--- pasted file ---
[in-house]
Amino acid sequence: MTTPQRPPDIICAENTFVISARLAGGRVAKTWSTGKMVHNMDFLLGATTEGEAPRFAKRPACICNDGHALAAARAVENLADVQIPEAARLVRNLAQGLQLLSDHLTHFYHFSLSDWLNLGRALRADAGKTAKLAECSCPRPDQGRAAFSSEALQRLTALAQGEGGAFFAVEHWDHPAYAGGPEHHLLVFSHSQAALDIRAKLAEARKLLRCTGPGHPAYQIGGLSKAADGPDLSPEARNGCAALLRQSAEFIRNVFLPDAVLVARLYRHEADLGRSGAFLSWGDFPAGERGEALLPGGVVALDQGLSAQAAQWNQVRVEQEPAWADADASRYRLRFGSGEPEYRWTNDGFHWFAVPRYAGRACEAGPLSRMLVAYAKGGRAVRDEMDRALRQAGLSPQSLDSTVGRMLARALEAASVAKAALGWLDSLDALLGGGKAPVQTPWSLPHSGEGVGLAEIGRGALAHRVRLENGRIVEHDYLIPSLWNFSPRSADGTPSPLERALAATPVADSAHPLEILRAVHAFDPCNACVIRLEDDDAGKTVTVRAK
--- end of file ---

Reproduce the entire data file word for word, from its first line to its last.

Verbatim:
[in-house]
Amino acid sequence: MTTPQRPPDIICAENTFVISARLAGGRVAKTWSTGKMVHNMDFLLGATTEGEAPRFAKRPACICNDGHALAAARAVENLADVQIPEAARLVRNLAQGLQLLSDHLTHFYHFSLSDWLNLGRALRADAGKTAKLAECSCPRPDQGRAAFSSEALQRLTALAQGEGGAFFAVEHWDHPAYAGGPEHHLLVFSHSQAALDIRAKLAEARKLLRCTGPGHPAYQIGGLSKAADGPDLSPEARNGCAALLRQSAEFIRNVFLPDAVLVARLYRHEADLGRSGAFLSWGDFPAGERGEALLPGGVVALDQGLSAQAAQWNQVRVEQEPAWADADASRYRLRFGSGEPEYRWTNDGFHWFAVPRYAGRACEAGPLSRMLVAYAKGGRAVRDEMDRALRQAGLSPQSLDSTVGRMLARALEAASVAKAALGWLDSLDALLGGGKAPVQTPWSLPHSGEGVGLAEIGRGALAHRVRLENGRIVEHDYLIPSLWNFSPRSADGTPSPLERALAATPVADSAHPLEILRAVHAFDPCNACVIRLEDDDAGKTVTVRAK